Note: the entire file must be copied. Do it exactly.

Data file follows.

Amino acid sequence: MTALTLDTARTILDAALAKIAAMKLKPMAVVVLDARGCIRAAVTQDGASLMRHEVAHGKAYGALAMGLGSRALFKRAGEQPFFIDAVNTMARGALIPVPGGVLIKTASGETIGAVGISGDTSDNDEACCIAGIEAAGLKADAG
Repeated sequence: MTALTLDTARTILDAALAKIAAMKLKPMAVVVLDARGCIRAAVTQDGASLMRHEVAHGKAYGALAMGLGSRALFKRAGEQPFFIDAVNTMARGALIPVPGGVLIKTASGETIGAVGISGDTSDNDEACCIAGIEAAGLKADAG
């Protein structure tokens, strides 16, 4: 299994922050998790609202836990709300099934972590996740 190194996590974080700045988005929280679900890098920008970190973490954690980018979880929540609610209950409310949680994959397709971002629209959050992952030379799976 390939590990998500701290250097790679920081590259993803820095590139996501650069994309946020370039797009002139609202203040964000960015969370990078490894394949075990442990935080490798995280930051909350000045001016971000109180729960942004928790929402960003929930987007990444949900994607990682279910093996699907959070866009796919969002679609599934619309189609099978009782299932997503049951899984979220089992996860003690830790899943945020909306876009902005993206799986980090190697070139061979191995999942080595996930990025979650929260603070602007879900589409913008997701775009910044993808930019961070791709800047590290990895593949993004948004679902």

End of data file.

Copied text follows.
Amino acid sequence: MTALTLDTARTILDAALAKIAAMKLKPMAVVVLDARGCIRAAVTQDGASLMRHEVAHGKAYGALAMGLGSRALFKRAGEQPFFIDAVNTMARGALIPVPGGVLIKTASGETIGAVGISGDTSDNDEACCIAGIEAAGLKADAG
Repeated sequence: MTALTLDTARTILDAALAKIAAMKLKPMAVVVLDARGCIRAAVTQDGASLMRHEVAHGKAYGALAMGLGSRALFKRAGEQPFFIDAVNTMARGALIPVPGGVLIKTASGETIGAVGISGDTSDNDEACCIAGIEAAGLKADAG
């Protein structure tokens, strides 16, 4: 299994922050998790609202836990709300099934972590996740 190194996590974080700045988005929280679900890098920008970190973490954690980018979880929540609610209950409310949680994959397709971002629209959050992952030379799976 390939590990998500701290250097790679920081590259993803820095590139996501650069994309946020370039797009002139609202203040964000960015969370990078490894394949075990442990935080490798995280930051909350000045001016971000109180729960942004928790929402960003929930987007990444949900994607990682279910093996699907959070866009796919969002679609599934619309189609099978009782299932997503049951899984979220089992996860003690830790899943945020909306876009902005993206799986980090190697070139061979191995999942080595996930990025979650929260603070602007879900589409913008997701775009910044993808930019961070791709800047590290990895593949993004948004679902």